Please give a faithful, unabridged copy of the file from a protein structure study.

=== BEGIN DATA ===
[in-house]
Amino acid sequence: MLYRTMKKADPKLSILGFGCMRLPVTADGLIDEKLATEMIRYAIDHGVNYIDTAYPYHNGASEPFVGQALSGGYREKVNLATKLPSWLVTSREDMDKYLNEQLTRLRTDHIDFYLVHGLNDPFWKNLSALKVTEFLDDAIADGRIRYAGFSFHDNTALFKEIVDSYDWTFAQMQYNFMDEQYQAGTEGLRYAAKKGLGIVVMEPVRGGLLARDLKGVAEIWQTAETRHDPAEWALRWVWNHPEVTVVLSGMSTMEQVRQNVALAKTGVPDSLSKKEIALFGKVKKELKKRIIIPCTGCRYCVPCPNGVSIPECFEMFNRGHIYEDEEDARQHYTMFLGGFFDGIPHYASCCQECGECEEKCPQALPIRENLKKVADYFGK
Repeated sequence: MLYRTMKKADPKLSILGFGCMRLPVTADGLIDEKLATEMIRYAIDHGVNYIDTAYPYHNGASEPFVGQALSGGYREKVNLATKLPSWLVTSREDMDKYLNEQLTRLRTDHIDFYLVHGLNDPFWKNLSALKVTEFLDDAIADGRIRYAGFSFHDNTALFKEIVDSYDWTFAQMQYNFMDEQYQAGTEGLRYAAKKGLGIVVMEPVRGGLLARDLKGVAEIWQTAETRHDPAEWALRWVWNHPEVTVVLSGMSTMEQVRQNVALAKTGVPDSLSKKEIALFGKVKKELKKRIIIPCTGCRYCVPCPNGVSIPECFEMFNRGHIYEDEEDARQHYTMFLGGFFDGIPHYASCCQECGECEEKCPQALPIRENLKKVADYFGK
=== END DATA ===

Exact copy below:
[in-house]
Amino acid sequence: MLYRTMKKADPKLSILGFGCMRLPVTADGLIDEKLATEMIRYAIDHGVNYIDTAYPYHNGASEPFVGQALSGGYREKVNLATKLPSWLVTSREDMDKYLNEQLTRLRTDHIDFYLVHGLNDPFWKNLSALKVTEFLDDAIADGRIRYAGFSFHDNTALFKEIVDSYDWTFAQMQYNFMDEQYQAGTEGLRYAAKKGLGIVVMEPVRGGLLARDLKGVAEIWQTAETRHDPAEWALRWVWNHPEVTVVLSGMSTMEQVRQNVALAKTGVPDSLSKKEIALFGKVKKELKKRIIIPCTGCRYCVPCPNGVSIPECFEMFNRGHIYEDEEDARQHYTMFLGGFFDGIPHYASCCQECGECEEKCPQALPIRENLKKVADYFGK
Repeated sequence: MLYRTMKKADPKLSILGFGCMRLPVTADGLIDEKLATEMIRYAIDHGVNYIDTAYPYHNGASEPFVGQALSGGYREKVNLATKLPSWLVTSREDMDKYLNEQLTRLRTDHIDFYLVHGLNDPFWKNLSALKVTEFLDDAIADGRIRYAGFSFHDNTALFKEIVDSYDWTFAQMQYNFMDEQYQAGTEGLRYAAKKGLGIVVMEPVRGGLLARDLKGVAEIWQTAETRHDPAEWALRWVWNHPEVTVVLSGMSTMEQVRQNVALAKTGVPDSLSKKEIALFGKVKKELKKRIIIPCTGCRYCVPCPNGVSIPECFEMFNRGHIYEDEEDARQHYTMFLGGFFDGIPHYASCCQECGECEEKCPQALPIRENLKKVADYFGK